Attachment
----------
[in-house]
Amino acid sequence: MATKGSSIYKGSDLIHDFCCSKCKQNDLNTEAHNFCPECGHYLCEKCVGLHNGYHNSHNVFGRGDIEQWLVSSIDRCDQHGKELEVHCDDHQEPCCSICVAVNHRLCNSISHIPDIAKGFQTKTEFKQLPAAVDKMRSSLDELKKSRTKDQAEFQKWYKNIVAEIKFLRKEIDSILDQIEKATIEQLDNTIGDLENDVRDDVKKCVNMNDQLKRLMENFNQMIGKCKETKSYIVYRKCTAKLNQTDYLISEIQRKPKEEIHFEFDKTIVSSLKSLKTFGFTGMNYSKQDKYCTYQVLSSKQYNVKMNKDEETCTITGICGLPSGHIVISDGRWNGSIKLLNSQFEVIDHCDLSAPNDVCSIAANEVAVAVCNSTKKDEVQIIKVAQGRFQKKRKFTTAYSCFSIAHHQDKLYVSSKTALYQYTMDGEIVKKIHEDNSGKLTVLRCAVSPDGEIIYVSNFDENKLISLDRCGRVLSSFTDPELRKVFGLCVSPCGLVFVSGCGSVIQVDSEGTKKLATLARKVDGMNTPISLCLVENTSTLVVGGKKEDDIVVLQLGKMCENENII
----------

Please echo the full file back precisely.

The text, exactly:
[in-house]
Amino acid sequence: MATKGSSIYKGSDLIHDFCCSKCKQNDLNTEAHNFCPECGHYLCEKCVGLHNGYHNSHNVFGRGDIEQWLVSSIDRCDQHGKELEVHCDDHQEPCCSICVAVNHRLCNSISHIPDIAKGFQTKTEFKQLPAAVDKMRSSLDELKKSRTKDQAEFQKWYKNIVAEIKFLRKEIDSILDQIEKATIEQLDNTIGDLENDVRDDVKKCVNMNDQLKRLMENFNQMIGKCKETKSYIVYRKCTAKLNQTDYLISEIQRKPKEEIHFEFDKTIVSSLKSLKTFGFTGMNYSKQDKYCTYQVLSSKQYNVKMNKDEETCTITGICGLPSGHIVISDGRWNGSIKLLNSQFEVIDHCDLSAPNDVCSIAANEVAVAVCNSTKKDEVQIIKVAQGRFQKKRKFTTAYSCFSIAHHQDKLYVSSKTALYQYTMDGEIVKKIHEDNSGKLTVLRCAVSPDGEIIYVSNFDENKLISLDRCGRVLSSFTDPELRKVFGLCVSPCGLVFVSGCGSVIQVDSEGTKKLATLARKVDGMNTPISLCLVENTSTLVVGGKKEDDIVVLQLGKMCENENII